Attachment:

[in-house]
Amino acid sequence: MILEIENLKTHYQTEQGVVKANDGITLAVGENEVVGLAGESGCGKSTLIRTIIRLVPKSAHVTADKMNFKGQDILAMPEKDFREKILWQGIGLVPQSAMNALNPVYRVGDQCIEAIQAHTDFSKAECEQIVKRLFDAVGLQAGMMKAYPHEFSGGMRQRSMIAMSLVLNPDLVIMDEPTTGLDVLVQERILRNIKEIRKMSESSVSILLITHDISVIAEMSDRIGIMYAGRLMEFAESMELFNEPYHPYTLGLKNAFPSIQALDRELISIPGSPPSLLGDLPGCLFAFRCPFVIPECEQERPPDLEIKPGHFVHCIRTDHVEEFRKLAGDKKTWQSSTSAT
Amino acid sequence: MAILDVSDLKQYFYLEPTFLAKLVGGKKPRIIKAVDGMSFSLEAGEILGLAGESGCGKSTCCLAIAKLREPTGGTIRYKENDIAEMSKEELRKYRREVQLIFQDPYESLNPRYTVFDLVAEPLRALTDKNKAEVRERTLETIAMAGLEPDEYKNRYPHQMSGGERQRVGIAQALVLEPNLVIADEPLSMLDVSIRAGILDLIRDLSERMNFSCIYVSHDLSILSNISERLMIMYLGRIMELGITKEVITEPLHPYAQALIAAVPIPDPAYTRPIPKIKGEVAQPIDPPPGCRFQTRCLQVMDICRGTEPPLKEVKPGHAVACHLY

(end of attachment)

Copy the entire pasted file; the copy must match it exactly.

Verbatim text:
[in-house]
Amino acid sequence: MILEIENLKTHYQTEQGVVKANDGITLAVGENEVVGLAGESGCGKSTLIRTIIRLVPKSAHVTADKMNFKGQDILAMPEKDFREKILWQGIGLVPQSAMNALNPVYRVGDQCIEAIQAHTDFSKAECEQIVKRLFDAVGLQAGMMKAYPHEFSGGMRQRSMIAMSLVLNPDLVIMDEPTTGLDVLVQERILRNIKEIRKMSESSVSILLITHDISVIAEMSDRIGIMYAGRLMEFAESMELFNEPYHPYTLGLKNAFPSIQALDRELISIPGSPPSLLGDLPGCLFAFRCPFVIPECEQERPPDLEIKPGHFVHCIRTDHVEEFRKLAGDKKTWQSSTSAT
Amino acid sequence: MAILDVSDLKQYFYLEPTFLAKLVGGKKPRIIKAVDGMSFSLEAGEILGLAGESGCGKSTCCLAIAKLREPTGGTIRYKENDIAEMSKEELRKYRREVQLIFQDPYESLNPRYTVFDLVAEPLRALTDKNKAEVRERTLETIAMAGLEPDEYKNRYPHQMSGGERQRVGIAQALVLEPNLVIADEPLSMLDVSIRAGILDLIRDLSERMNFSCIYVSHDLSILSNISERLMIMYLGRIMELGITKEVITEPLHPYAQALIAAVPIPDPAYTRPIPKIKGEVAQPIDPPPGCRFQTRCLQVMDICRGTEPPLKEVKPGHAVACHLY